What could be better than Tom Hardy?
Why, two Tom Hardys, of course!
Yep this is the Hardy boys on an invisible split screen. Tom plays both Ronnie and Reggie Kray. Twins. Gangsters. Legends?
Well, yes. They are as instantly recognisable as icons of the 1960s as the Beatles and Twiggy. As director Brian Helgeland put it at a Q+A after a preview screening, ‘ I haven’t glamourised them. They WERE glamorous. They hung out with celebrities, were photographed by David Bailey and were famous. They were aware of their own legend as they were living it.’
It’s a fair point. The Krays did live it up. In the film Emily Browning who plays Frances Shea, wife of Reggie, is awed by seeing Joan Collins and Barbara Windsor at his club. ‘ Yeah,’ Reggie tells her, ‘ we like to mix it up in here’. Celebrities like Windsor still remember those heady days, suggesting the violent twins had a life that wasn’t entirely underground.
Helgeland is American and only first heard of the Krays in 1998 but he has produced a film that the most cockney of Londoners might have done. As the Oscar winning writer of LA confidential, he has got the rhythm of the East London dialogue down pat.
What will surprise and maybe annoy some audiences though is the humour he injects into the story. This is not a straight up gangster flick. It’s a laugh out loud comedy at times.
At first you think, is this a parody of the Krays? But if you just let yourself go with the flow of the film, it gradually takes you into the more expected darker territory.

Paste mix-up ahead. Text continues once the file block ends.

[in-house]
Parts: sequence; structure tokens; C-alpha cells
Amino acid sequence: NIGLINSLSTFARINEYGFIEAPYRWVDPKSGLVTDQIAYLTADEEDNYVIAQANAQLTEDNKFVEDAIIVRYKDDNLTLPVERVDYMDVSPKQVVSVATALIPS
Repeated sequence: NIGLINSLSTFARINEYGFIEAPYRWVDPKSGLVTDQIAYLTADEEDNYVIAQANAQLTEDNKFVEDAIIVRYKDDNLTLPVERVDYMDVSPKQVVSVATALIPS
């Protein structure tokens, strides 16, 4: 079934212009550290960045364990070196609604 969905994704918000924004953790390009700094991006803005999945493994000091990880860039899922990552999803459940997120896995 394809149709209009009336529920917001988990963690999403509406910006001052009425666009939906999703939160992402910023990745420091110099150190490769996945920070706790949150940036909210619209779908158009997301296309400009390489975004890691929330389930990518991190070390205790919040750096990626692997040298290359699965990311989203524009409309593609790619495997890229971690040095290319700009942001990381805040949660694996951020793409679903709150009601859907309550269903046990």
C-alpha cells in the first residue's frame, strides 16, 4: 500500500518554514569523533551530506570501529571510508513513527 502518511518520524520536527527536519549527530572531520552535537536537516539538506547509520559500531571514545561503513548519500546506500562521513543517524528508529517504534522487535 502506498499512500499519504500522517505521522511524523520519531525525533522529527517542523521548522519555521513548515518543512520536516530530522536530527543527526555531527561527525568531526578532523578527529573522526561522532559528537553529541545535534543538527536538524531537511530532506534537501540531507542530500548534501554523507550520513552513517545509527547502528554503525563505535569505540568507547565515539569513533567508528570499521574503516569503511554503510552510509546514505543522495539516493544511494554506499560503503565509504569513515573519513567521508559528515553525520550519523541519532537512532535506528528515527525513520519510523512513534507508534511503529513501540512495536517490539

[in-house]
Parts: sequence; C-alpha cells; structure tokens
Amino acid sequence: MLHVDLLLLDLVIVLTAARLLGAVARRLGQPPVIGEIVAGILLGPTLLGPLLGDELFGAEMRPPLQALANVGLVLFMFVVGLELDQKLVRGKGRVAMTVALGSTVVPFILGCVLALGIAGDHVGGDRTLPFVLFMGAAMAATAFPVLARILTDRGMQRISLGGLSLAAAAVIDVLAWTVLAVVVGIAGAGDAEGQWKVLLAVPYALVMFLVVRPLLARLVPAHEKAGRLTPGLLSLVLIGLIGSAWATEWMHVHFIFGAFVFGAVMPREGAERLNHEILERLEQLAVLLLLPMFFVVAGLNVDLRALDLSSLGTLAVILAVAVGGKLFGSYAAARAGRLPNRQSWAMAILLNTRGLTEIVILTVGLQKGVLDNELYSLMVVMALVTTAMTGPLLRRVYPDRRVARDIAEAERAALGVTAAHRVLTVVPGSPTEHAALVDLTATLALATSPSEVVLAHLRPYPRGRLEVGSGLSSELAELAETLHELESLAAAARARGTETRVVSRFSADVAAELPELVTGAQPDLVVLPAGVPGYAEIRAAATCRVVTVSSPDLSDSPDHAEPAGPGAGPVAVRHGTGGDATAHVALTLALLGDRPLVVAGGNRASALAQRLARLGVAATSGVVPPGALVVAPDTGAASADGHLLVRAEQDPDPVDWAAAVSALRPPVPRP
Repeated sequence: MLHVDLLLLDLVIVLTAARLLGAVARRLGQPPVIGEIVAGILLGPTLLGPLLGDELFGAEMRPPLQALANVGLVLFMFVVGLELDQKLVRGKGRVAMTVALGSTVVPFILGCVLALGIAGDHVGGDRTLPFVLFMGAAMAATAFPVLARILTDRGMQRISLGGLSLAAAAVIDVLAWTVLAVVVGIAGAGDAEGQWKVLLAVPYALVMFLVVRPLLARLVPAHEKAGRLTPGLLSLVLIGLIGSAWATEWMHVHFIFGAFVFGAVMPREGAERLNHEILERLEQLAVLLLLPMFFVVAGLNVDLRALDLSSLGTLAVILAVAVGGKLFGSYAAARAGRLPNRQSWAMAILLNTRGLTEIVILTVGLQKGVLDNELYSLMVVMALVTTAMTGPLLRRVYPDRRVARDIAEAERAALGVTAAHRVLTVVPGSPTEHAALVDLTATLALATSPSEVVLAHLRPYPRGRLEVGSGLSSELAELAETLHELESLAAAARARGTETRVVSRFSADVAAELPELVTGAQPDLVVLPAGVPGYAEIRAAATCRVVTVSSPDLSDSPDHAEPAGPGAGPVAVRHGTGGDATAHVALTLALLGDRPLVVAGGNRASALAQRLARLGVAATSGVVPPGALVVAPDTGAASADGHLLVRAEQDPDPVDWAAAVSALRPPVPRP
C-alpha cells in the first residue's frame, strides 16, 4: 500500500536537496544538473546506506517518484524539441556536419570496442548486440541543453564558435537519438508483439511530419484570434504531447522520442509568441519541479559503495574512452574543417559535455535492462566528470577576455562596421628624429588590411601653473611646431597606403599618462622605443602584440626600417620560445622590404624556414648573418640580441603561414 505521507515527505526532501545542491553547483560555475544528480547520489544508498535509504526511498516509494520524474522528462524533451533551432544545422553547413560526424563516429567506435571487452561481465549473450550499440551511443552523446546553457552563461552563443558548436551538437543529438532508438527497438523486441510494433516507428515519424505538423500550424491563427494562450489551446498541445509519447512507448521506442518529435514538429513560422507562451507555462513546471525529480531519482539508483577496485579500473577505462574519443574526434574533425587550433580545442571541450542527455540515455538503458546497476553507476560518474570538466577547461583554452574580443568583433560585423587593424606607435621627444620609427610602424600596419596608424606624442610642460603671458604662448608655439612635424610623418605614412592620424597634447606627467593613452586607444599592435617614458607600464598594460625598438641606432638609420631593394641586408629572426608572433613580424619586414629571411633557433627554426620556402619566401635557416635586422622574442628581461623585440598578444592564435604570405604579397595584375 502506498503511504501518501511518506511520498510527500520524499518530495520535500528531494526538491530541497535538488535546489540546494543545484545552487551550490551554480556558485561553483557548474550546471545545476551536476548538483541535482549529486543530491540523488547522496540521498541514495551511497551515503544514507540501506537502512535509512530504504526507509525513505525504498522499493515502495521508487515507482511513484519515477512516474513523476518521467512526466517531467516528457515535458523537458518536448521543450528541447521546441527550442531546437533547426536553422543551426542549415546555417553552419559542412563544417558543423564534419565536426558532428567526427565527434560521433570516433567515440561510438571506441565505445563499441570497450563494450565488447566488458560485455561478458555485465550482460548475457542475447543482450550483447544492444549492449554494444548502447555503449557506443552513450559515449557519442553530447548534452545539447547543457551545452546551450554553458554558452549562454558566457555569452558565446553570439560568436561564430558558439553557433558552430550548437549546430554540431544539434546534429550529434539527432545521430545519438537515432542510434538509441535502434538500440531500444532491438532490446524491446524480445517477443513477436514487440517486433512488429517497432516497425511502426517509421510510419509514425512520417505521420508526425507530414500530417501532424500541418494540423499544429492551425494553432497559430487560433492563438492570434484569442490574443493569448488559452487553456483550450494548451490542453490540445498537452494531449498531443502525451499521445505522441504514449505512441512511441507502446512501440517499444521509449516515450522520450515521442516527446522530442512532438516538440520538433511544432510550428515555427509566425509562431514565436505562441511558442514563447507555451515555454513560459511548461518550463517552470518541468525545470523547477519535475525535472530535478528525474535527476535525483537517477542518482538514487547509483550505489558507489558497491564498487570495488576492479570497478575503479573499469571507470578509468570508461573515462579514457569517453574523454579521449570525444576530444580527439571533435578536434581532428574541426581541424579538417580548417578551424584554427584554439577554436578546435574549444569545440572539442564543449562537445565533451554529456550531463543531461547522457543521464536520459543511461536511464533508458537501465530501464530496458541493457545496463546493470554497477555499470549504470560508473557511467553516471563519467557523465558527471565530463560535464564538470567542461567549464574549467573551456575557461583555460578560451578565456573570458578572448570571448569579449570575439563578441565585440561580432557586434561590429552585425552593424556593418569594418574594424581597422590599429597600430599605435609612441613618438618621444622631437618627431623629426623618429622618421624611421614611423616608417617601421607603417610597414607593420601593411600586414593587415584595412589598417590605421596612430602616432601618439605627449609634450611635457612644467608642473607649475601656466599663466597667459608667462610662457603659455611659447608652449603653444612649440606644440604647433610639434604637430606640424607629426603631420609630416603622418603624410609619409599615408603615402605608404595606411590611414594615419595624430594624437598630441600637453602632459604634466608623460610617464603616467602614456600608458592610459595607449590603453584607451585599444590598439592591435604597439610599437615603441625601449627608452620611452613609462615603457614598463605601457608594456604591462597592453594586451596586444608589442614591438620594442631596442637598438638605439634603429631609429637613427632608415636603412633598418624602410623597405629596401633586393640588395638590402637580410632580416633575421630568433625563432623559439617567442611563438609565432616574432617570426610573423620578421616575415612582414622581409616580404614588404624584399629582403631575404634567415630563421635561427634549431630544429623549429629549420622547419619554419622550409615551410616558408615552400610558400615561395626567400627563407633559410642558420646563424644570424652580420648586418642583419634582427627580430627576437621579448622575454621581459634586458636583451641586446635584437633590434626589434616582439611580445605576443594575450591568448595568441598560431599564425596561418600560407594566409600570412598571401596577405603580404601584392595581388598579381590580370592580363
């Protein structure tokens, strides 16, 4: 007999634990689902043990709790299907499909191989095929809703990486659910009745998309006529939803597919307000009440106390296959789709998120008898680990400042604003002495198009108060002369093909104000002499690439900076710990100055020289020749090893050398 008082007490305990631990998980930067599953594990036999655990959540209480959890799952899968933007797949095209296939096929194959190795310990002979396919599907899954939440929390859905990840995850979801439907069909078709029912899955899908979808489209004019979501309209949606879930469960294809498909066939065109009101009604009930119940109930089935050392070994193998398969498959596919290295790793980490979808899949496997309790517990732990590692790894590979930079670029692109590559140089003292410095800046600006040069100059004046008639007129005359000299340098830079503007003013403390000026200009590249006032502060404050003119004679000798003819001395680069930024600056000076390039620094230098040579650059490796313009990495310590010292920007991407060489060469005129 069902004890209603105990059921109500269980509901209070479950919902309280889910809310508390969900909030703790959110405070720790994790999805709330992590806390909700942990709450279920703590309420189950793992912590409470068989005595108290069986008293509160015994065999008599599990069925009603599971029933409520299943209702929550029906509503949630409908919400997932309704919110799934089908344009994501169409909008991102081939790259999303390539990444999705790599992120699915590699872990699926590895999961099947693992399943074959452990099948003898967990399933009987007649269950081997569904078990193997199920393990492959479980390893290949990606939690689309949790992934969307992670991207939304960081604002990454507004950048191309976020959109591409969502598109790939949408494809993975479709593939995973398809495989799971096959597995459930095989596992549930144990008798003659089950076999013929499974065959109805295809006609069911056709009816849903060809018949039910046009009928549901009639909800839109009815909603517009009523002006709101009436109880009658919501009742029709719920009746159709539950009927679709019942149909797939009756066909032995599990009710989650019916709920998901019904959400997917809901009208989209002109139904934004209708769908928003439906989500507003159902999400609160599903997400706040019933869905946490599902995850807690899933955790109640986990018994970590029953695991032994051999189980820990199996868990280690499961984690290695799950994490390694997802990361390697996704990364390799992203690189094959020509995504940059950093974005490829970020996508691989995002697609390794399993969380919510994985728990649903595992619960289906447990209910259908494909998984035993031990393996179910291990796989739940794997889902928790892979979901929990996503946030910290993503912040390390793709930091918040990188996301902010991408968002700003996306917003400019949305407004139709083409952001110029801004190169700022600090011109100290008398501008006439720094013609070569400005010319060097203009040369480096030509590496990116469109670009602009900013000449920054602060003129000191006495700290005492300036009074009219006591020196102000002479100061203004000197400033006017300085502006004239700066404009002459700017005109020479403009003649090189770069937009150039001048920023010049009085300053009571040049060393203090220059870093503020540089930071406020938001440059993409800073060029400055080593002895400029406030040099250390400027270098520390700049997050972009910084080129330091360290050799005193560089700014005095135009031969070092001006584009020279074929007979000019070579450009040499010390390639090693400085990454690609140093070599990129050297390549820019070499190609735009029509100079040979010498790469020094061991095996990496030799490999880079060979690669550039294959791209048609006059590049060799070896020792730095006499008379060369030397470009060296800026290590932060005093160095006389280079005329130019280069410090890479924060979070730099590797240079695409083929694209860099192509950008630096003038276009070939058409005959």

Legend won’t be for everyone but it is a very entertaining take on the gangster film.
As for double Hardy, he’s excellent. Easily the best and most exciting youngish actor working today (along with Michael Fassbender), he carries off both roles really well. He supposedly got the deal because while the studio wanted him to play the charismatic, groomed Reggie, he was more interested in the psychopathic, schizophrenic, gay, overweight Ronnie.
The ‘compromise’ was he got to play both. As Reggie he is dangerously attractive. As Ronnie you can almost see Hardy letting loose and having a ball by being totally bonkers.
He’s getting flack from some critics for hamming it up, which he does do in some scenes, in fairness but he also gives Ronnie that quiet, perceptive wisdom that the mentally disturbed can sometimes display. There’s a lot going on behind the eyes for Ronnie. It’s a more subtle performance than some will give him credit for.
Legend is not what you might expect but it’s a very entertaining film that keeps you involved until the end.